Researcher

Parker Pearman, CON College of Nursing Research

Summary

Cancer educational materials disseminate complex conceptual health information in print-heavy formats and can be difficult to understand especially when the most recent National Assessment of Adult Literacy (NAAL) survey reported that 88% of adults are limited by their health literacy skills. As a result, young women with breast cancer may be limited in their understanding of cancer educational material. Specifically, young AA women with breast cancer may be at even greater risk for their understanding of cancer educational materials given the persistent disparities experienced by this community. This may be especially important during survivorship when routine interactions with healthcare providers become less frequent.

Women may feel they are now alone to deal with their physical and psychosocial survivorship issues, causing them to rely more heavily on educational materials. However, few studies have evaluated the health literacy level of young AA women, the reading level and actionability of cancer educational materials, and survivors’ perceptions of the usefulness of the materials to meet their specific healthcare needs. We propose an exploratory, descriptive qualitative study using focus groups to obtain an in-depth patient-centered description of the usefulness of cancer educational materials as a tool in the dynamic patient-centered communication process.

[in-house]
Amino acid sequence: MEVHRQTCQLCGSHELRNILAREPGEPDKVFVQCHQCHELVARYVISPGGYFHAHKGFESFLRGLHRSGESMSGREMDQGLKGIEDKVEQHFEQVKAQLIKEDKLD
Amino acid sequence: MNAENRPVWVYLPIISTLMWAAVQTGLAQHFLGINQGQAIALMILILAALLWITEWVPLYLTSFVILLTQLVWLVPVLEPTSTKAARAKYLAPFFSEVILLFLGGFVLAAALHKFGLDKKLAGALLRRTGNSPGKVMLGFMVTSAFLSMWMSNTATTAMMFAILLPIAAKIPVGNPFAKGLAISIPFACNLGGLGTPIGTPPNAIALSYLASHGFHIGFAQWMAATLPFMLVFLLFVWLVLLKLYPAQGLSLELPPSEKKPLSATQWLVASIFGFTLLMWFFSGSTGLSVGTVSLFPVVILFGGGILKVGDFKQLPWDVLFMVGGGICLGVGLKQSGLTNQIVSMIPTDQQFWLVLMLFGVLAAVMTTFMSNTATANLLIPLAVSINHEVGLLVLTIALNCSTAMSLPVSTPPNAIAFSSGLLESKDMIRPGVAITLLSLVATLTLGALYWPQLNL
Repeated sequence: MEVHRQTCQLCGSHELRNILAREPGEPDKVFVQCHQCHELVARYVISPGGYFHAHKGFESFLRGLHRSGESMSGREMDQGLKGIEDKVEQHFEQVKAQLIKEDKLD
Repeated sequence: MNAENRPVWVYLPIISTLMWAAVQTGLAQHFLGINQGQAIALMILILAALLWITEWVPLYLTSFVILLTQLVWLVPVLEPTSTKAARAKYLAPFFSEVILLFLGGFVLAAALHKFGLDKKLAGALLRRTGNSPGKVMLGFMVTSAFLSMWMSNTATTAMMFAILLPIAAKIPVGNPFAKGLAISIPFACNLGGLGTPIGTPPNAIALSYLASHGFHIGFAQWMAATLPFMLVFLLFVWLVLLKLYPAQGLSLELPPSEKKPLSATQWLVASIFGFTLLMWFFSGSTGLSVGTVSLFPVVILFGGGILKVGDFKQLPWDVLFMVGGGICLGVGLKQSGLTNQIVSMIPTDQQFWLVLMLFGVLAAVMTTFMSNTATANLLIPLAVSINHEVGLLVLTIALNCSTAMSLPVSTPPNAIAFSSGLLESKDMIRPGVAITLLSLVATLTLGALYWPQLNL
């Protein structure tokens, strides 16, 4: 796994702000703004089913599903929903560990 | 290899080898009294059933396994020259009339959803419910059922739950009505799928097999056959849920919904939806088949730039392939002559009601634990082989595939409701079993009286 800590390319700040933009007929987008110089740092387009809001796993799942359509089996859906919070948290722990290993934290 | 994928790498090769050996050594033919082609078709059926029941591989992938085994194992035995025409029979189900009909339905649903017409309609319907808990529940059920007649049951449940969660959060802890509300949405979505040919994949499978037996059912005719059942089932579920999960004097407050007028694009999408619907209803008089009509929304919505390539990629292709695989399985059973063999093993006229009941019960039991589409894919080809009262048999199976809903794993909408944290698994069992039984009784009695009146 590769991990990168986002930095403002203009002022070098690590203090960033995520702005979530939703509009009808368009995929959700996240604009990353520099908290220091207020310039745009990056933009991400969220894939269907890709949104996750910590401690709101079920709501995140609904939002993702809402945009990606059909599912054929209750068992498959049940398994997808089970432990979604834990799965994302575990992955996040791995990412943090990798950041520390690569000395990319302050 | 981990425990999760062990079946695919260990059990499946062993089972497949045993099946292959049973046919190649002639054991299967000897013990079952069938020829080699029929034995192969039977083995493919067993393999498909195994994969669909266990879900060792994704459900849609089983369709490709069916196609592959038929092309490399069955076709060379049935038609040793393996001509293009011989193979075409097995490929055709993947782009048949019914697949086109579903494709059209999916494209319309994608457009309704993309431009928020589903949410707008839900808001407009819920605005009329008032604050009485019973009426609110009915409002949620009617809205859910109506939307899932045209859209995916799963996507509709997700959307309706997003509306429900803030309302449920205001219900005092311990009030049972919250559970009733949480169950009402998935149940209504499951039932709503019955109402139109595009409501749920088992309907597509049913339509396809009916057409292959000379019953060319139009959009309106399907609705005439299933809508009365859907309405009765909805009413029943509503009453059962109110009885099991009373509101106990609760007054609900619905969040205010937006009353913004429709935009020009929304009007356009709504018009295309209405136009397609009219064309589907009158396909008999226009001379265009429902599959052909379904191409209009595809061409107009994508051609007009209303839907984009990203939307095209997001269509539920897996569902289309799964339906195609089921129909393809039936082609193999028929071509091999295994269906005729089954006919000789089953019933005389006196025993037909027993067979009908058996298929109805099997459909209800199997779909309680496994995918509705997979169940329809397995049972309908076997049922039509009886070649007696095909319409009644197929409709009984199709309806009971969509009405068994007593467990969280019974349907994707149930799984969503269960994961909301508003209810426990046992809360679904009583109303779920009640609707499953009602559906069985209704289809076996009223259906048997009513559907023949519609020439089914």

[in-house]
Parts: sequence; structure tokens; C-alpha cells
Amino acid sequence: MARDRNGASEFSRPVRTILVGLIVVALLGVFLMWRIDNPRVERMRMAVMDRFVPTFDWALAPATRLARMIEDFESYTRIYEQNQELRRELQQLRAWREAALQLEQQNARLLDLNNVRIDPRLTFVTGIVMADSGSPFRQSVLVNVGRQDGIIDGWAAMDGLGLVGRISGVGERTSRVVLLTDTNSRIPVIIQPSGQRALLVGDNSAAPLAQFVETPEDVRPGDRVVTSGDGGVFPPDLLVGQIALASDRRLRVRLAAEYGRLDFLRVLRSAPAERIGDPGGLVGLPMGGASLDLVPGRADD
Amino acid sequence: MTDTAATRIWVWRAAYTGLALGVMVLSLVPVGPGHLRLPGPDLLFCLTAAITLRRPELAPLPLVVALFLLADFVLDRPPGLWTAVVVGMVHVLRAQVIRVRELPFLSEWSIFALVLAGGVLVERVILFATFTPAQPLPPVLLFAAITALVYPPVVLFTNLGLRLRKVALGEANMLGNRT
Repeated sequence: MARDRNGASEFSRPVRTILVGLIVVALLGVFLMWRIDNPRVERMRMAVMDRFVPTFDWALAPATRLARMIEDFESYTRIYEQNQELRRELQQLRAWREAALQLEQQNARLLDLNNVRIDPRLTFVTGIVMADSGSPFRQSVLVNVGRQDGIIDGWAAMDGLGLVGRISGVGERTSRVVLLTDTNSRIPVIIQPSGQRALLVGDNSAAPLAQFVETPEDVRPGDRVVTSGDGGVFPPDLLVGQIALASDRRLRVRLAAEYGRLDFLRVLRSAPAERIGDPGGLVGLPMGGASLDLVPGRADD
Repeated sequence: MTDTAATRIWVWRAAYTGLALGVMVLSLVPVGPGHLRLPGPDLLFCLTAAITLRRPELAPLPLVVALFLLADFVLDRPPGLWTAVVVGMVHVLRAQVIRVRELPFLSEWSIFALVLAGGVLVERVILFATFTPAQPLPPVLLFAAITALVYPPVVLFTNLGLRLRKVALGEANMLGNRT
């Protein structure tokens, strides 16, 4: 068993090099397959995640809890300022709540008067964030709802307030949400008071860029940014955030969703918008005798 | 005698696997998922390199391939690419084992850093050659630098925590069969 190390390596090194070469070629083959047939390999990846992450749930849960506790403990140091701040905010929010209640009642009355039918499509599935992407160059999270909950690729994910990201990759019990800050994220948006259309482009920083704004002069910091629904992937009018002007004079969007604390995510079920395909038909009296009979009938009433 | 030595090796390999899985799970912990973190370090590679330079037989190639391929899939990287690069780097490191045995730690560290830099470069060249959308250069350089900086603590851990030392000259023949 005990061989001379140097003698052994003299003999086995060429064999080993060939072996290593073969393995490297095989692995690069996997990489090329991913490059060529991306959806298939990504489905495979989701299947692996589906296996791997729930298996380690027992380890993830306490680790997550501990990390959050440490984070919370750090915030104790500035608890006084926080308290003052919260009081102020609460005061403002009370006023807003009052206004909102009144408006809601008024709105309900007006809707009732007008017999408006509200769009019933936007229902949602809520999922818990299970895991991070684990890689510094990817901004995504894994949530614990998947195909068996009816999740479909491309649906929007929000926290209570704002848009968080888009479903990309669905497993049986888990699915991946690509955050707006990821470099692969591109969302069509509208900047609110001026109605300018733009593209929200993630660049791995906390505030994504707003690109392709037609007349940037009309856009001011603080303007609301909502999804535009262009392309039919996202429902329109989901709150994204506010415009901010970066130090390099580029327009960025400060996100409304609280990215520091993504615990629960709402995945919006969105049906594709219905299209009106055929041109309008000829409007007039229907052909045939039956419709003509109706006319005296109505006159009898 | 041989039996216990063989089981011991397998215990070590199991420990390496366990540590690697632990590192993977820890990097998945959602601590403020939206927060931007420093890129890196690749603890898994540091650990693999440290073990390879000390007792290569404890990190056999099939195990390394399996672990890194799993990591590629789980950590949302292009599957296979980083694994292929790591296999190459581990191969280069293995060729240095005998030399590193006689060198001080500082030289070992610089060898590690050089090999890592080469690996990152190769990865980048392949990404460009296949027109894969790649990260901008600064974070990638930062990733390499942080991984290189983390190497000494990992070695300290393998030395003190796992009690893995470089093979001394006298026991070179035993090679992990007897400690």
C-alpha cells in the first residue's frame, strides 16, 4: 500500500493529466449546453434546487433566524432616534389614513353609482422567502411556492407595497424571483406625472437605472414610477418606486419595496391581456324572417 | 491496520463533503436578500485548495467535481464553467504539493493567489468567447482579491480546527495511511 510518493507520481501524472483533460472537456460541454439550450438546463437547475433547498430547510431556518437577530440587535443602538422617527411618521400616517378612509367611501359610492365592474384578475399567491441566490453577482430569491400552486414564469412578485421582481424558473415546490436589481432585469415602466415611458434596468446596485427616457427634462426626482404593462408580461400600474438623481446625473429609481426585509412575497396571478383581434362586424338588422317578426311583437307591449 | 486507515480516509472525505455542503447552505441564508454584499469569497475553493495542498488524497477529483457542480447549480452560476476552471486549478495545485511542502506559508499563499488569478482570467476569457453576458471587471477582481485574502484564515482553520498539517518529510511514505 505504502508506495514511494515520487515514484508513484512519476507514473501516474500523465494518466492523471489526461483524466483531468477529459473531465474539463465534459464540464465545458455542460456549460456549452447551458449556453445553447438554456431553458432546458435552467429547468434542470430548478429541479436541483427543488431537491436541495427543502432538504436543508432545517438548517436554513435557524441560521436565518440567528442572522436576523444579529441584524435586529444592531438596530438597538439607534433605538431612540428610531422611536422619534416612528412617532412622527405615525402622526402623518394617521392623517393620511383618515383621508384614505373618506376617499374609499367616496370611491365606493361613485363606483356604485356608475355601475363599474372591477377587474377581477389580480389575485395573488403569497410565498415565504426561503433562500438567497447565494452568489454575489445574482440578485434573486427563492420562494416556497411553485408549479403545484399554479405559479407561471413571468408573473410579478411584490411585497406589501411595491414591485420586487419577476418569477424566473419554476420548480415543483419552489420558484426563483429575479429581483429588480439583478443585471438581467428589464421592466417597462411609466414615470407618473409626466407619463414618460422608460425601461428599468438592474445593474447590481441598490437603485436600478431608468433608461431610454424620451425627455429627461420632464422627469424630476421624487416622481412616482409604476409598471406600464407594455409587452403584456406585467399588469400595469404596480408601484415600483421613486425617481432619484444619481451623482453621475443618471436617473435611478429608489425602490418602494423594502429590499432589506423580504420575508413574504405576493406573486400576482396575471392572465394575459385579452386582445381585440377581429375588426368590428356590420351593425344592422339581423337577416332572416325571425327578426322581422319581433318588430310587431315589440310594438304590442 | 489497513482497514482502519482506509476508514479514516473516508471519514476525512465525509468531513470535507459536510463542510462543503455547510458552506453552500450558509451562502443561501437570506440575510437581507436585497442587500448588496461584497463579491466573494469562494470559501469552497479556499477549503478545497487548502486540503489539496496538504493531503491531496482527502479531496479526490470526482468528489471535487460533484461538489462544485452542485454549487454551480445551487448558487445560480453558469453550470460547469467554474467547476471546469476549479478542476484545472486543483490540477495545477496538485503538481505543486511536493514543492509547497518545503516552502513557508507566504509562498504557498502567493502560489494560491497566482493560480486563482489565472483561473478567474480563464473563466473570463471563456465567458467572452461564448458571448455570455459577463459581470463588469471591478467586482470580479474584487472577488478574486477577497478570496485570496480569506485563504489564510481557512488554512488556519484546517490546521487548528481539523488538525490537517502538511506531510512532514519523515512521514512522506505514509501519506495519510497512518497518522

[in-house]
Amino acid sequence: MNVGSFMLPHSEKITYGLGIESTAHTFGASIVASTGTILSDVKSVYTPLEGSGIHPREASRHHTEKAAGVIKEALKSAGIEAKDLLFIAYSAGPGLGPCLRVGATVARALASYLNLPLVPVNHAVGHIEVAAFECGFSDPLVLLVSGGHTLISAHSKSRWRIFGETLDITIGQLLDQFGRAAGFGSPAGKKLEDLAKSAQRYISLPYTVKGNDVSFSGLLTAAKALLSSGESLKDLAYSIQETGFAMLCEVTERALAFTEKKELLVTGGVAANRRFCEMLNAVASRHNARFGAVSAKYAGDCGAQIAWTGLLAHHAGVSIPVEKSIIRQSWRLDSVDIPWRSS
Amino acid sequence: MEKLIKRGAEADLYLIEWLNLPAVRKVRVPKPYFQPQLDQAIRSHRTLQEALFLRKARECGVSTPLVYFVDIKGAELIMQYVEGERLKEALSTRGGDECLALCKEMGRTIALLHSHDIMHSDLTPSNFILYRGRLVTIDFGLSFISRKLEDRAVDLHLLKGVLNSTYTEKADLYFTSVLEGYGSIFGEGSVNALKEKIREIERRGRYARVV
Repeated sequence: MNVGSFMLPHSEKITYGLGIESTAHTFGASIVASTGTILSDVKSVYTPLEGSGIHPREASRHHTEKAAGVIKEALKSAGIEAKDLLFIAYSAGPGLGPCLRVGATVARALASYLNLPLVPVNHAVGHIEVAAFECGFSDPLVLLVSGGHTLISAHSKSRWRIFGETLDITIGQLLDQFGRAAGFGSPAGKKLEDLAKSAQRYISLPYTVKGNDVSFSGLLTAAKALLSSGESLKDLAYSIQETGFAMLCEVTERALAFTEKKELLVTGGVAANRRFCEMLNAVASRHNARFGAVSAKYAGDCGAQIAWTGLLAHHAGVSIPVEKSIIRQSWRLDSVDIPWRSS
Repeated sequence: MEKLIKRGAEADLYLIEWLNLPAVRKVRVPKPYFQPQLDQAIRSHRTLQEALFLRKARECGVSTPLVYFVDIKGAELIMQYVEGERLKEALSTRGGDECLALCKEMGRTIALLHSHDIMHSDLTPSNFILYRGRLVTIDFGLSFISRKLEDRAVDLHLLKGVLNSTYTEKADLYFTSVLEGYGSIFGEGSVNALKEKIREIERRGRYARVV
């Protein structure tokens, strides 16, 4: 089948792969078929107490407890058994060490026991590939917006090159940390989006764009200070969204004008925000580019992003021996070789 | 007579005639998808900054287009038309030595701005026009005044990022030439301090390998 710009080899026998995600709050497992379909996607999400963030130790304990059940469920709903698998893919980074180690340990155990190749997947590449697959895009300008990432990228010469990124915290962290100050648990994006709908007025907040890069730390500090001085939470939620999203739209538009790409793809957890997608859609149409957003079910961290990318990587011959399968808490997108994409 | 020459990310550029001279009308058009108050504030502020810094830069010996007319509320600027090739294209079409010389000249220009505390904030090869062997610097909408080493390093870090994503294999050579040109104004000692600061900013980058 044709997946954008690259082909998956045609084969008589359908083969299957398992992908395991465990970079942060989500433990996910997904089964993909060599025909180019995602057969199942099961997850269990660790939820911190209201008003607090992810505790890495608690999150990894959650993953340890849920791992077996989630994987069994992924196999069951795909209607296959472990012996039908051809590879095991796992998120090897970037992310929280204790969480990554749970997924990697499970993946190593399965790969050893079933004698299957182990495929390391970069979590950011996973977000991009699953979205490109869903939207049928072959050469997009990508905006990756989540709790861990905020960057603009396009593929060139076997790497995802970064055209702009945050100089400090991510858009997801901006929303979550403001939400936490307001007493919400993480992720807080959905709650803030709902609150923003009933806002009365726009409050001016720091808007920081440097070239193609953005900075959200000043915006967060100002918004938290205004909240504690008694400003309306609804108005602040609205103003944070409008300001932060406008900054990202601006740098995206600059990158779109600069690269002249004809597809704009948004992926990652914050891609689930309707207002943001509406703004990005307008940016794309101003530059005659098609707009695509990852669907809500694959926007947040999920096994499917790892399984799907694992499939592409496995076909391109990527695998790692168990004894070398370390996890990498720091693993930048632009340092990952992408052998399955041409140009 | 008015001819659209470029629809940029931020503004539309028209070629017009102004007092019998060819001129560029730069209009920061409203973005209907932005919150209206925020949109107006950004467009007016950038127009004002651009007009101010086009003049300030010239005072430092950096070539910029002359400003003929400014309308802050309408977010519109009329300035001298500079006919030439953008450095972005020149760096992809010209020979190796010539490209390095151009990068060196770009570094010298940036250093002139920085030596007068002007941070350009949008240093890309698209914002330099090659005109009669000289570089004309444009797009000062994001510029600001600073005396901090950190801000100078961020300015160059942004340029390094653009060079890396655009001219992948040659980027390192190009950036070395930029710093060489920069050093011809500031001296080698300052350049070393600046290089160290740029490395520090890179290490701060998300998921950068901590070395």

What does participation involve?
You must participate in a Zoom focus group.

Where?
Anywhere in the U.S. and virtual.

How can I sign up for this study?

You can sign up for this study if you match all of these main criteria and complete the consent form. Please read this list carefully.

  • Self-identified Black or African-American woman 18 – 45 years of age
  • Can read and write in English
  • Diagnosed with the BRCA gene
  • Have completed treatment within the last 5 years

Love Research Army

We combat the disparities that exist in research by challenging the scientific community to launch studies that are as inclusive and diverse as the people that breast cancer affects.

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